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A Heartbeat and a Guitar: Johnny Cash's Political Roots

Antonino D'Ambrosio, the author of "A Heartbeat and a Guitar: Johnny Cash and the Making of "Bitter Tears," " talks about the intersections of politics and pop.
 
 
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Like many people, I came to politics—and writing about politics–through music. I discovered punk rock, and it led me to different ways of thinking about the world. Music has always been a way to keep alive the stories of people and places, creating a rich, living history that textbooks can never match.

Antonino D’Ambrosio, like me, discovered Johnny Cash after a lifetime of punk rock, and in his new book, A Heartbeat and a Guitar: Johnny Cash and the Making of Bitter Tears, he weaves together the threads of American folk music and popular song, street protest and social justice movements, and the painful history of American colonialism into one compelling tale: a story of one man’s journey but also of all the people who literally or by taking part in that history contributed to the making of an amazing protest record.

Bitter Tears: Ballads of the American Indian wasn’t one of Johnny Cash’s best-known records, but D’Ambrosio chose to tell its story because it showed a side of Cash that most people don’t know. He spoke to Sarah Jaffe about the book, Cash, and the impact of music on American political consciousness.

Sarah Jaffe: Can you tell us how you started to think about writing about music and politics together?

Antonino D’Ambrosio: For me, music was the point of entry to seeing the world in a much broader way. Music early on, particularly the Clash, showed me that the world was this wonderful place and we were all interconnected, interdependent. It really challenged my narrow view of things, when I was only 12 years old. It’s something that I’ve seriously held on to throughout the rest of my life, something that inspired and motivated me to engage in a way that is not sometimes so heavy and hard.

Music is fun and exciting, and it helped me realize that some of the most important issues of the day are in the music that you’re listening to. Certainly in punk, but also Johnny Cash, who I came to later when he was doing his American Recordings. It was a transformative experience for me and underscored how important music is. There’s this prophetic, timeless quality to Cash. It touches your soul.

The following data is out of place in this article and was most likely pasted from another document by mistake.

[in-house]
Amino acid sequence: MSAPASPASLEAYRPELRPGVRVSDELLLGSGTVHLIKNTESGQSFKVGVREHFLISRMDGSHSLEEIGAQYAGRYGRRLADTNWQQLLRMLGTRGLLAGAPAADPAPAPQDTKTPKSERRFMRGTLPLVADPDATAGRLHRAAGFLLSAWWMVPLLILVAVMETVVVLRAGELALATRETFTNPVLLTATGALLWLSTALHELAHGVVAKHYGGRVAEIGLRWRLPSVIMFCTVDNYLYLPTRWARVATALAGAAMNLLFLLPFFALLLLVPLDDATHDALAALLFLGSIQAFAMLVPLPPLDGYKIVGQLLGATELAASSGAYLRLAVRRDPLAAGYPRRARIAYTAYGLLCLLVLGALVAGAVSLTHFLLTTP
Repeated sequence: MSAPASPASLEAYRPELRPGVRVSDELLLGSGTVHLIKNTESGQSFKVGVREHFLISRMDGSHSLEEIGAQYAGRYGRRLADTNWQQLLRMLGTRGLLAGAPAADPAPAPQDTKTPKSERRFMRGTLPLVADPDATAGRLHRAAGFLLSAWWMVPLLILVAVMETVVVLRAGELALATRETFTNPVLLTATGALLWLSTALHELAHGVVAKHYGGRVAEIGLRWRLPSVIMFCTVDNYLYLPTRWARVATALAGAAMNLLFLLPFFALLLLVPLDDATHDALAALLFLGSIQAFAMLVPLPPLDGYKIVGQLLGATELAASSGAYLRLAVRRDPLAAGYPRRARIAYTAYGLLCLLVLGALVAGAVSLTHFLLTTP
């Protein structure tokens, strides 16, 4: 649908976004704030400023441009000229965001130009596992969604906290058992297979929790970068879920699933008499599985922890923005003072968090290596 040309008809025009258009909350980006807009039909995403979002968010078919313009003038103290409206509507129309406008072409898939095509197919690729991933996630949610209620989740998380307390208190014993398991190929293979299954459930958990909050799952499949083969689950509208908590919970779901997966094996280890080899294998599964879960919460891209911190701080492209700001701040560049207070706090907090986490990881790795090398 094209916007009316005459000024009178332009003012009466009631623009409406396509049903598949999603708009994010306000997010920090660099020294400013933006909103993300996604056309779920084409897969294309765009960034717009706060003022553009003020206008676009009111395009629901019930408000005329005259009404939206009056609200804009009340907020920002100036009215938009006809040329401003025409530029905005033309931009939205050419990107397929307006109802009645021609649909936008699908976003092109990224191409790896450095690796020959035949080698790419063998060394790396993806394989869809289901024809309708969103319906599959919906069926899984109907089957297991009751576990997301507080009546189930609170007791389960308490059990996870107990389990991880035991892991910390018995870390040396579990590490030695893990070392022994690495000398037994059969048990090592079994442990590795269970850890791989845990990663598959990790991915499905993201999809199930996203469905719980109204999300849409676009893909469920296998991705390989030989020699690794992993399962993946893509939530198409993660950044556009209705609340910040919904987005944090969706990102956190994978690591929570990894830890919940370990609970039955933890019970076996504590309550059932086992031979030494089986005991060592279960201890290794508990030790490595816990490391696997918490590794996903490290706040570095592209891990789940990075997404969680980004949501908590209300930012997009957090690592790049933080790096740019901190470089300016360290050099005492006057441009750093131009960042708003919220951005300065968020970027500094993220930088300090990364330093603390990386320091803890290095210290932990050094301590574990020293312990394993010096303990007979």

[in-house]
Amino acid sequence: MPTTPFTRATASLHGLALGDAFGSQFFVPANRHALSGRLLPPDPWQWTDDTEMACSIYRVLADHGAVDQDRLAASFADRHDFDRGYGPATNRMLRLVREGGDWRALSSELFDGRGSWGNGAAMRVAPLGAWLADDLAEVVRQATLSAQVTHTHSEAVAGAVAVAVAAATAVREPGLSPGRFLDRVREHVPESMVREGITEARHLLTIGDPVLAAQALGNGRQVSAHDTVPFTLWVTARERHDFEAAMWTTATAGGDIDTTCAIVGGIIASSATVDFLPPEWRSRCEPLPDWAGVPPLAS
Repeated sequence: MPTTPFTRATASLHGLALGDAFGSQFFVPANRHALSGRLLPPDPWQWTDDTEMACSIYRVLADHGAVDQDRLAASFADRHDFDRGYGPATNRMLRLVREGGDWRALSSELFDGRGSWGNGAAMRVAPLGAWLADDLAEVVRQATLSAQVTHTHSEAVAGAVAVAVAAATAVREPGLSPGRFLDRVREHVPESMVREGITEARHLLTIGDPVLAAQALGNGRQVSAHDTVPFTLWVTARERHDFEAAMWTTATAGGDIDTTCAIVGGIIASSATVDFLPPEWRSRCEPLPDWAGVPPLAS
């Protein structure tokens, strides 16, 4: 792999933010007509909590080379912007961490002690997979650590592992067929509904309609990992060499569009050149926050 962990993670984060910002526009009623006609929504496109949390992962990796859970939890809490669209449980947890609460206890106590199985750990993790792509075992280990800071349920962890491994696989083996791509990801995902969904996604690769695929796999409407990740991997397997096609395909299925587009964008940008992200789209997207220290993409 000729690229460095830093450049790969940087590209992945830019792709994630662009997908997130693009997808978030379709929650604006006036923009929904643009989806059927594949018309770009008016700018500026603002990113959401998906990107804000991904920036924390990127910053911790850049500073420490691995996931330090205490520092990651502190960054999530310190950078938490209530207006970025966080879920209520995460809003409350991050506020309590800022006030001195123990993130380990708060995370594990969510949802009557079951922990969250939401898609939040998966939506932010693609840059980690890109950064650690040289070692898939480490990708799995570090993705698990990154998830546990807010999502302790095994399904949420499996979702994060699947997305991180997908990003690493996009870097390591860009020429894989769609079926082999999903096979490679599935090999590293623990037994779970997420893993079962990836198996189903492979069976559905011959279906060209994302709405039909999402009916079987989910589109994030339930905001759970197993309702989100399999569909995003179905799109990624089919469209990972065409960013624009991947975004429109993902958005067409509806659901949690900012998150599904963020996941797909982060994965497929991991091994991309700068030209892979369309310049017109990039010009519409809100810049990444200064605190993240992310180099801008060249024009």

I’d never really paid attention to folk music or traditional music. It was another experience for me, how amazingly talented storytellers all these musicians were, Pete Seeger, Dylan, of course Cash, and Peter La Farge, the guy that wrote “The Ballad of Ira Hayes.” It’s a very powerful thing that you can tell a story like the Ira Hayes story, this tragic tale, a metaphor of the United States’ injustice toward Native people, and tell a story in 3 minutes and 41 seconds that has all that history packed into it. All of that came together. There’s a lot of power in art, trying to achieve telling the truth and music I think is the best at it.

SJ: This book ties together so many threads, so many social movements, that people might not think about being connected.

AD:That’s a big thing for me in terms of my work. That’s something that I did with the Clash book and I do with my films as well, really challenge the calcified bits, stereotypes of how you perceive things, the one-dimensional approach. It’s a trick to keep us separated as people. On a social-political level, it’s very effective to make you think you’re independent, not connected to each other, but that’s not true at all. In my work I try to create a framework. The Cash book itself, that’s just a frame to build a house to tell that story of that time in America.

 
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